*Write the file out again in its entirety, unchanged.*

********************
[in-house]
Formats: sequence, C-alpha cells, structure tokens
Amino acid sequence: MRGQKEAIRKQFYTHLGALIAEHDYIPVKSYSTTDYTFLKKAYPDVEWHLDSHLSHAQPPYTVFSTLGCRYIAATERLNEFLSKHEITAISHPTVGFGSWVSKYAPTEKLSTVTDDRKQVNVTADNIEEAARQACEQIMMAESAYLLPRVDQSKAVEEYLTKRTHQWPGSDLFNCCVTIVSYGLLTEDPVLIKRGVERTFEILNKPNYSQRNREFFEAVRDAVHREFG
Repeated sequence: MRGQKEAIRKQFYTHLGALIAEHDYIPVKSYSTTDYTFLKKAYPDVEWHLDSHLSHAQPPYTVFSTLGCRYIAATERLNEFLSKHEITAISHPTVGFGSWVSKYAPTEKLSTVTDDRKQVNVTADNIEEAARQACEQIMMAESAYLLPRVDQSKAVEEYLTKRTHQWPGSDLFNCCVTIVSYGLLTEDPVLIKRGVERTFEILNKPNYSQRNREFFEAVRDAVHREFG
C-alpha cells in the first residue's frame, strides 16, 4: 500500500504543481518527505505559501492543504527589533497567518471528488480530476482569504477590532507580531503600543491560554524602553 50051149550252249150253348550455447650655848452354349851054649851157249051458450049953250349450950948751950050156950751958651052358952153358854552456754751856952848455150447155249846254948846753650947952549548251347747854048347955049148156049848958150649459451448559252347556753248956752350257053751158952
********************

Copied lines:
[in-house]
Formats: sequence, C-alpha cells, structure tokens
Amino acid sequence: MRGQKEAIRKQFYTHLGALIAEHDYIPVKSYSTTDYTFLKKAYPDVEWHLDSHLSHAQPPYTVFSTLGCRYIAATERLNEFLSKHEITAISHPTVGFGSWVSKYAPTEKLSTVTDDRKQVNVTADNIEEAARQACEQIMMAESAYLLPRVDQSKAVEEYLTKRTHQWPGSDLFNCCVTIVSYGLLTEDPVLIKRGVERTFEILNKPNYSQRNREFFEAVRDAVHREFG
Repeated sequence: MRGQKEAIRKQFYTHLGALIAEHDYIPVKSYSTTDYTFLKKAYPDVEWHLDSHLSHAQPPYTVFSTLGCRYIAATERLNEFLSKHEITAISHPTVGFGSWVSKYAPTEKLSTVTDDRKQVNVTADNIEEAARQACEQIMMAESAYLLPRVDQSKAVEEYLTKRTHQWPGSDLFNCCVTIVSYGLLTEDPVLIKRGVERTFEILNKPNYSQRNREFFEAVRDAVHREFG
C-alpha cells in the first residue's frame, strides 16, 4: 500500500504543481518527505505559501492543504527589533497567518471528488480530476482569504477590532507580531503600543491560554524602553 50051149550252249150253348550455447650655848452354349851054649851157249051458450049953250349450950948751950050156950751958651052358952153358854552456754751856952848455150447155249846254948846753650947952549548251347747854048347955049148156049848958150649459451448559252347556753248956752350257053751158952